Chapter 9

Discord, 1955–1968: The Breakdown in the Consensus


9 February 1950 Speaking in Wheeling, West Virginia, US Senator Joseph R. McCarthy claimed that there were 205 communists working in the State Department, the first of his many attacks on communism in government. McCarthyism came to mean the persecution of the innocent by unproven allegations. Canadian officials distrusted McCarthyism, though they shared the American concern over communist subversion.
8 May 1956 The pipeline debate began in the House of Commons. For one month, parliamentarians debated plans to allow a largely American-financed company to build a pipeline from Alberta to Ontario. Tempers erupted in the House of Commons, as the opposition attacked the government for trying to curtail debate on the bill and for expanding American economic power in Canada. The debate damaged the image of the Liberal government and contributed to its defeat in the election of 1957.
26 July 1956 Egypt nationalized the Suez Canal. In the fall of 1956, Israel, Britain, and France invaded Egypt. The US and Canada believed that the situation did not call for the use of force. The UN General Assembly adopted Lester Pearson’s proposal for a peacekeeping force to end the Suez Crisis. Pearson won the Nobel Prize for his work, but many older, English-speaking Canadians were unsettled by the crisis, believing Pearson had abandoned Britain to side with the United States.
10 January 1957 The preliminary report of the Royal Commission on Canada’s Economic Prospects (Gordon Commission) was tabled in the House of Commons. The commission sparked the first widespread and critical consideration of foreign investment in Canada.
4 April 1957 Canada’s ambassador to Egypt, Herbert Norman, committed suicide. Norman had been a communist in his youth, but there was no indication that he had been anything but a faithful and trustworthy servant to Canada since becoming a diplomat. In 1950, a US Senate subcommittee pried into his past, questioning his loyalty. The Department of External Affairs had cleared Norman, but he came under investigation from a US Senate subcommittee again in early 1957. Rather than again suffer innuendos and interrogations, Norman chose to end his own life, jumping from a seventh-floor apartment in Cairo. Norman’s suicide generated a wave of anti-Americanism in Canada.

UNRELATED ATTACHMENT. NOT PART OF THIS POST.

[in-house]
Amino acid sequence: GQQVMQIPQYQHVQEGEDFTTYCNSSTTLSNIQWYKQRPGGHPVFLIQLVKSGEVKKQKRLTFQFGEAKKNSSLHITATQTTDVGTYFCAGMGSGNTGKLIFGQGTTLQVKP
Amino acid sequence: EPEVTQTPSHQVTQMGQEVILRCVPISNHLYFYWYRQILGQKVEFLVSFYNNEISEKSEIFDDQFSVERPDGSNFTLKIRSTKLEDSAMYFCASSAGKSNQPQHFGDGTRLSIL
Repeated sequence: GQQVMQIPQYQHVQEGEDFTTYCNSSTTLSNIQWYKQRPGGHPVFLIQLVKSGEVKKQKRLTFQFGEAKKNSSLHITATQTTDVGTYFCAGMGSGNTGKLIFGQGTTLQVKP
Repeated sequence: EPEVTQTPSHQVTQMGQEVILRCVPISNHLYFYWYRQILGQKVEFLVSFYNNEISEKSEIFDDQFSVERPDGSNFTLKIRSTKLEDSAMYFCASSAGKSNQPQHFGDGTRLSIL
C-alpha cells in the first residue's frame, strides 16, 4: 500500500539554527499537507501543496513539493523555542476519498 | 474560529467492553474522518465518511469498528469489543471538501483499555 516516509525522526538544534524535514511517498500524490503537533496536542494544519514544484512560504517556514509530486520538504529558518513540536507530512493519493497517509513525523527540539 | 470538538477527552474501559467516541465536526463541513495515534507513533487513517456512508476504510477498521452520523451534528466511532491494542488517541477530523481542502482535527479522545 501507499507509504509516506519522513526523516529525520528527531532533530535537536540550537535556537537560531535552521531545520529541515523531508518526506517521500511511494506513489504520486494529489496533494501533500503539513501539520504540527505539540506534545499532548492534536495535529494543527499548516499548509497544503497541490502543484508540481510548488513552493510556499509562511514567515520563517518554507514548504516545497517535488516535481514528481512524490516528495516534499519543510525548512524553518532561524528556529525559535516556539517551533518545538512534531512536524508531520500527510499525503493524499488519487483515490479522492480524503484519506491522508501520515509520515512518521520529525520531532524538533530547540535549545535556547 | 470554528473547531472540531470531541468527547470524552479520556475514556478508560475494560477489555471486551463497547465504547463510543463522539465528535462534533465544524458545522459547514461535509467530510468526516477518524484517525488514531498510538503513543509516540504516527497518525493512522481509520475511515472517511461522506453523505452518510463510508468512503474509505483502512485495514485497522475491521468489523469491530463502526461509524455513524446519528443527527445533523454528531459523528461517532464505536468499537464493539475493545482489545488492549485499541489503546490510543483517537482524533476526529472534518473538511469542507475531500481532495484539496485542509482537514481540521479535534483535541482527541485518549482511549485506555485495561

1 August 1957 Canada and the United States announced the establishment of the North American Air Defence Command (NORAD). The home defence squadrons of the Canadian and US air forces were integrated under an American commander and a Canadian deputy, with headquarters at Colorado Springs.
15 June 1961 Prime Minister John Diefenbaker tabled the Report of the Royal Commission on Publications (O’Leary Commission) in the House of Commons. Throughout the 1950s and 1960s, Canadian magazines struggled for survival against their American competitors. The government had appointed the commission to recommend measures to prevent the collapse of the Canadian magazine industry. The O’Leary Report made two main recommendations. First, the government should discontinue the tax deduction for advertising aimed at the Canadian market placed in foreign periodicals. Second, the government should stop the entry into Canada of periodicals containing advertising aimed at the Canadian market. The Diefenbaker government had taken no action by the time it was defeated in 1963. In 1965, the government of Prime Minister Lester Pearson implemented the recommendations in modified form.
16 October 1962 Aides told President John Kennedy that US intelligence had discovered Soviet missiles in Cuba. Kennedy blockaded the island. Prime Minister John Diefenbaker, fuelled by a hatred of Kennedy, refused to let the United States fly nuclear fighters to Arctic bases, to arm Bomarc missiles on Canadian soil, or to place Canada’s NORAD forces on alert. The Cuban Missile Crisis ended peacefully on 28 October when Kennedy agreed to withdraw US missiles from Turkey in exchange for a Soviet pledge to remove the missiles from Cuba. Afterward, Kennedy remained outraged at Diefenbaker`s actions, seeing him as an unreliable ally.
5 February 1963 At the climax of the Defence Crisis, Diefenbaker’s Progressive Conservative government was defeated in the Commons. The government had agreed to take nuclear weapons from the United States, but then had hesitated. The US State Department issued a press release making it clear that Canada had not kept its commitments. The defence minister resigned, and the opposition parties combined to topple the government. Lester Pearson’s Liberals won the election of 8 April 1963 and formed a minority government.
13 June 1963 Finance Minister Walter Gordon presented his first budget to the House of Commons. The Gordon budget included a 30 per cent tax on foreign takeovers of Canadian firms and tax incentives to encourage foreign companies to sell shares to Canadians. Under attack from the business community, and lacking support in Cabinet for his proposals, Gordon was forced to withdraw the takeover tax. The budget damaged relations between Ottawa and Washington.
16 January 1965 Pearson and Johnson signed the Auto Pact, an agreement that allowed free trade on cars and car parts for companies that manufactured the same proportion of vehicles in Canada as they sold in the country. As a result of the agreement, the Canadian automotive industry thrived.
15 February 1968 The report of the Watkins Task Force was tabled in the House of Commons. Chaired by economist Mel Watkins, the task force had been appointed on the insistence of Cabinet minister Walter Gordon. The Watkins Report recommended that Canadians accept a high level of foreign investment but work to reduce its costs. As a founding member of the Waffle Movement, Watkins later proposed more radical measures to reduce foreign investment in Canada.